Today I cooked a bunch of food.  I made homemade salsa, set up the slow cooker for dinner tomorrow with friends, and made a poppy seed chicken casserole recipe (shared by a friend).  All the while I was listening to some Nietzsche on my IPod, trying to assure that more than my belly grew in the dinner process.  I will admit that I have found Nietzsche very interesting ever since a fundy preacher from Australia yelled about how God isn‘t dead and taunted Nietzsche before thousands of pumped up teenagers at Cornerstone.  Any way, without speaking to the eternal destination of anyone’s soul I would like to share a passage from Nietzsche’s On the Genealogy of Morals and ask if there is any irony (or a crippling shot) in this passage for the Australian preacher who decided to use Nietzsche’s presumably not-so-pleasant final destination as a rallying cry for a crowd of conservative evangelicals?

Belief in what? Love for what? Hope for what? There’s no doubt that these weak people at some time or another also want to be the strong people, some day their “kingdom” is supposed to arrive…they call it simply “the kingdom of God,” as I mentioned. People are indeed so humble about everything! But to experience that, one has to live a long time, beyond death…in fact, people must have an eternal life, so they can win eternal recompense in the “kingdom of God” for this earthly life “in faith, in love, in hope.” Recompense for what? Recompense through what?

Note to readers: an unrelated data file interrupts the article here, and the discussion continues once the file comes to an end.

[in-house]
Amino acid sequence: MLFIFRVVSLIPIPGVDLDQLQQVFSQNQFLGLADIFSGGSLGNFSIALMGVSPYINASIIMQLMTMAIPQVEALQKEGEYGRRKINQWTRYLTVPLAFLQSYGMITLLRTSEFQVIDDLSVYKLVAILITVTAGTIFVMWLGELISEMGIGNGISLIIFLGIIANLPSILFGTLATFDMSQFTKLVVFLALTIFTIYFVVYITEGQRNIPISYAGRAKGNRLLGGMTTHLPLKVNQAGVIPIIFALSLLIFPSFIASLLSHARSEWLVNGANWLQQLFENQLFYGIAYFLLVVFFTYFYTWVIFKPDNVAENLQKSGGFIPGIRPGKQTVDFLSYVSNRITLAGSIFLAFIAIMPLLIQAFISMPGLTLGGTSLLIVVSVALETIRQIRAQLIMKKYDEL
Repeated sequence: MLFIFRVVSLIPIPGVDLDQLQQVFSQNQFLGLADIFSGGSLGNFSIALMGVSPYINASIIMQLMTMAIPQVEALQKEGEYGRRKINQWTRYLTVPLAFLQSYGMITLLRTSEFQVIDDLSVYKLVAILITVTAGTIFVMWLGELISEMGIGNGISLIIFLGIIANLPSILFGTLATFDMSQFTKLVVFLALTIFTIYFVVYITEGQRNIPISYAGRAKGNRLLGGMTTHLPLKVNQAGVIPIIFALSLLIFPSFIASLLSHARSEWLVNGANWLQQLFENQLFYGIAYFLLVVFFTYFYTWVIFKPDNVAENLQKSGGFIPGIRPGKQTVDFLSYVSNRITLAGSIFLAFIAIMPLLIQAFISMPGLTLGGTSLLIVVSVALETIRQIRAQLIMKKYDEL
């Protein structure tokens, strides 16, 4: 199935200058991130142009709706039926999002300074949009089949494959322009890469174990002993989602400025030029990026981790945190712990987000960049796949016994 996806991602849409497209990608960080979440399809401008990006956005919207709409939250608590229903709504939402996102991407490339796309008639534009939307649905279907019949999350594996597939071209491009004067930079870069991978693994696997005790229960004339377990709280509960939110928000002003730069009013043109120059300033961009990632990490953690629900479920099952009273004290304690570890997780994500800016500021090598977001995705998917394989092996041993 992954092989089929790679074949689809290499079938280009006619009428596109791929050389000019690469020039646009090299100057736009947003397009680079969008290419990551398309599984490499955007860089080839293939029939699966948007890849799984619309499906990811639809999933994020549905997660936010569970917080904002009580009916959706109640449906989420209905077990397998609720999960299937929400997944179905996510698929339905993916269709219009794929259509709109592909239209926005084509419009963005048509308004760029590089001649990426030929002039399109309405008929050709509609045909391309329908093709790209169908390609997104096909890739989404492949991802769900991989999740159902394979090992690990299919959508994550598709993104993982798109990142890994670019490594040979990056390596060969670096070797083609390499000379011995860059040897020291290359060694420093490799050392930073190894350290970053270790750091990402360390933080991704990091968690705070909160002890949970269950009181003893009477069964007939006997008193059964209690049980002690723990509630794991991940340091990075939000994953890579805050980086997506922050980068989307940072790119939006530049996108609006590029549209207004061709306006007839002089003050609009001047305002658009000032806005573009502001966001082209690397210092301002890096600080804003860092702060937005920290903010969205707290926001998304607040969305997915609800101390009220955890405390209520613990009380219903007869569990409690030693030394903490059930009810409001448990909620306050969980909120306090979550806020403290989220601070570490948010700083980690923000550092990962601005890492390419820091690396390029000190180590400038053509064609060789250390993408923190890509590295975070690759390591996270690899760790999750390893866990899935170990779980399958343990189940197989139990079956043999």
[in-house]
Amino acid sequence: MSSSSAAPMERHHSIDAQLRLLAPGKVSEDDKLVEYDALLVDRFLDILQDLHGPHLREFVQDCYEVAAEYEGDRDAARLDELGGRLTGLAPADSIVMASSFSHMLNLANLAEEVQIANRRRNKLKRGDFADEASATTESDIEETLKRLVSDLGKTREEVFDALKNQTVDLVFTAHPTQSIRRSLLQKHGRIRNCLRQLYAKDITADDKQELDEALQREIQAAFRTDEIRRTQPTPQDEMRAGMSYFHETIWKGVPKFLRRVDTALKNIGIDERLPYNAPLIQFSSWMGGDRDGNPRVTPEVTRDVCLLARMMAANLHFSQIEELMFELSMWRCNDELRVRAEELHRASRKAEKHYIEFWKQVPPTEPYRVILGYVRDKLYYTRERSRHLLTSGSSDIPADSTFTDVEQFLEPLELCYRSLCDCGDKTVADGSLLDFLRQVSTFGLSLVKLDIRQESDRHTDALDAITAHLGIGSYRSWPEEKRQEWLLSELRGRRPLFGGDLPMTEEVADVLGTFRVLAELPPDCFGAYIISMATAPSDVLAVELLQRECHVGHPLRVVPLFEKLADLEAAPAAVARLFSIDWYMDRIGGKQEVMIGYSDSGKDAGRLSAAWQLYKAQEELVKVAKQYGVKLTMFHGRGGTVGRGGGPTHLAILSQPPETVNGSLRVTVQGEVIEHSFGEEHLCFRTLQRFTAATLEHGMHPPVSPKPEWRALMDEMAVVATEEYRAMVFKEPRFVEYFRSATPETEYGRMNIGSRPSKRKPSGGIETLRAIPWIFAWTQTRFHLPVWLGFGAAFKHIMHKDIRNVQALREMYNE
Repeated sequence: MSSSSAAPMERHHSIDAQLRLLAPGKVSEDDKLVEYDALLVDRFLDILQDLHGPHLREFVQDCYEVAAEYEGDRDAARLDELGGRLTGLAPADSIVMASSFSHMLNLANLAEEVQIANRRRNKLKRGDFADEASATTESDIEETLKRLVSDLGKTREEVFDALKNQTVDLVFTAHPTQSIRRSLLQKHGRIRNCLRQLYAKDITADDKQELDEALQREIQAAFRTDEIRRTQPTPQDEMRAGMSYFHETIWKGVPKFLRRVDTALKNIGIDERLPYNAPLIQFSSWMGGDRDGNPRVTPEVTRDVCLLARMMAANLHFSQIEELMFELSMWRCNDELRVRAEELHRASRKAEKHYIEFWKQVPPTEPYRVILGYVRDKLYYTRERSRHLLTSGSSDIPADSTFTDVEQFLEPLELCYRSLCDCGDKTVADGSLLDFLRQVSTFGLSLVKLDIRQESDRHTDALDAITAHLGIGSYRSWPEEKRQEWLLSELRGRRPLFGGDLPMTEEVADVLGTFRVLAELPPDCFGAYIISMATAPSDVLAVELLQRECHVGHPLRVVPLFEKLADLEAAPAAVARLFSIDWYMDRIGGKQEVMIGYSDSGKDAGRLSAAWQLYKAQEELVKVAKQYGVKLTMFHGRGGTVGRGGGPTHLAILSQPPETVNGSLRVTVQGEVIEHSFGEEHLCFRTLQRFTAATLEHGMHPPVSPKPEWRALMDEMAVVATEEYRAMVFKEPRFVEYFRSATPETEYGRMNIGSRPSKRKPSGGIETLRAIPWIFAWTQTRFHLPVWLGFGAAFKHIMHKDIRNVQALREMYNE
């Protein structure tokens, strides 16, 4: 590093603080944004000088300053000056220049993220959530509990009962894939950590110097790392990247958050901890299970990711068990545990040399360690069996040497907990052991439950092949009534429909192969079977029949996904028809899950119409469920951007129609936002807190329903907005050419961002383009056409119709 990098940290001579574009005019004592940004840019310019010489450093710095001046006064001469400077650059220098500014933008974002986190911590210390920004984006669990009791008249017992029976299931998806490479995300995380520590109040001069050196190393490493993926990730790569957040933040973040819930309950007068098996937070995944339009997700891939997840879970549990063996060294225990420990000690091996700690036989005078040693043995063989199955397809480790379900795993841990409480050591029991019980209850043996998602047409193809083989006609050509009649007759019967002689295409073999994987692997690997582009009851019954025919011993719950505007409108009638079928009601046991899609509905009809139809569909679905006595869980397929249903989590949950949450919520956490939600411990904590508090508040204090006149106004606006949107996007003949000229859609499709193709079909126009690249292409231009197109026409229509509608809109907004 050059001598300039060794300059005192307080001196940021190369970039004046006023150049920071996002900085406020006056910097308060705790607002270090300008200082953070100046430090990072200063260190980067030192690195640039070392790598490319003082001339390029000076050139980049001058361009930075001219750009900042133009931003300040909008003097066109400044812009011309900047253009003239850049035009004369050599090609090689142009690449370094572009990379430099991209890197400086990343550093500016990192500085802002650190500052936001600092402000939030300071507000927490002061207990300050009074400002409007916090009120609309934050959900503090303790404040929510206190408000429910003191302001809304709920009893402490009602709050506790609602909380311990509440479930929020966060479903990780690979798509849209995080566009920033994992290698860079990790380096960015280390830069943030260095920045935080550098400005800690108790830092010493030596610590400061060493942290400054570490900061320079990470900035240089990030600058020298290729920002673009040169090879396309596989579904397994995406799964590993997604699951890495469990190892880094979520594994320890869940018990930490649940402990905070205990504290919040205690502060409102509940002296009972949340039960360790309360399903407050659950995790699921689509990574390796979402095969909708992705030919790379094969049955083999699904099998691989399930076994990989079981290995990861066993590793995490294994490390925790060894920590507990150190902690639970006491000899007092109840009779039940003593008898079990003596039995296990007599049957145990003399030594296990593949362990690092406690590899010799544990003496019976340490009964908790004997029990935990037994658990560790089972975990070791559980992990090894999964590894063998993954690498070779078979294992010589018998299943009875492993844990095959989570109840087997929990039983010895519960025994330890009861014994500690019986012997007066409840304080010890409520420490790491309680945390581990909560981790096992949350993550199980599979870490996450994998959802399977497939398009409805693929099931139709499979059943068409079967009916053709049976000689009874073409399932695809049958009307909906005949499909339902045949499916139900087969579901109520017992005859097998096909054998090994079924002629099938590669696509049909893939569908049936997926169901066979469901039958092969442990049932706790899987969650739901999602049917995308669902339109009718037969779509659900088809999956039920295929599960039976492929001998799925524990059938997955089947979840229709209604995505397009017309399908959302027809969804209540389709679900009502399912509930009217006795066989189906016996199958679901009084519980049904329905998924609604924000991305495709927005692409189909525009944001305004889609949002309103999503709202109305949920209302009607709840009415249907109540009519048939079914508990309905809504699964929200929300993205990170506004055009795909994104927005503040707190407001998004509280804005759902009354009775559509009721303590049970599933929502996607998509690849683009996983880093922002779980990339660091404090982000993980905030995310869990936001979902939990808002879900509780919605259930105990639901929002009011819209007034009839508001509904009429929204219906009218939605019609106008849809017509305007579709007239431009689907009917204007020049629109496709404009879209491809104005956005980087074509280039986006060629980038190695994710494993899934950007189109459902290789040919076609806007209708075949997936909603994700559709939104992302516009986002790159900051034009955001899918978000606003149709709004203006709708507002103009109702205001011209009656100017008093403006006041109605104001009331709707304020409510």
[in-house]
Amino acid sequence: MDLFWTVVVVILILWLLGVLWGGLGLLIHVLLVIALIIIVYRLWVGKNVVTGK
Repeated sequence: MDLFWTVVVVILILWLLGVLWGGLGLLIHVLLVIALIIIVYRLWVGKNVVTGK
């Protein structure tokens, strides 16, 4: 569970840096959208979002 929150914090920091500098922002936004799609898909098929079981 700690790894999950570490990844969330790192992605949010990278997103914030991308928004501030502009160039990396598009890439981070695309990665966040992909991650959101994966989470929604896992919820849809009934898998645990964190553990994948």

In my view, Dante was grossly in error when, with an ingenuity meant to inspire terror, he set that inscription

The Australian preacher would have loved this....and Nietzsche would have called it exhibit A.
The Australian preacher would have loved this....and Nietzsche would have called it 'exhibit A.'

over the gateway into his hell: “Eternal love also created me.” Over the gateway into the Christian paradise and its “eternal blessedness” it would, in any event, be more fitting to set the inscription “Eternal hate also created me”…provided it’s all right to set a truth over the gateway to a lie!

For what is the bliss of this paradise? . . . We might well have guessed that already, but it is better for it to be expressly described for us by an authority we cannot underestimate, Thomas Aquinas, the great teacher and saint: “In the kingdom of heaven the blessed will see the punishment of the damned, so that they will derive all the more pleasure from their heavenly bliss.” (1.15)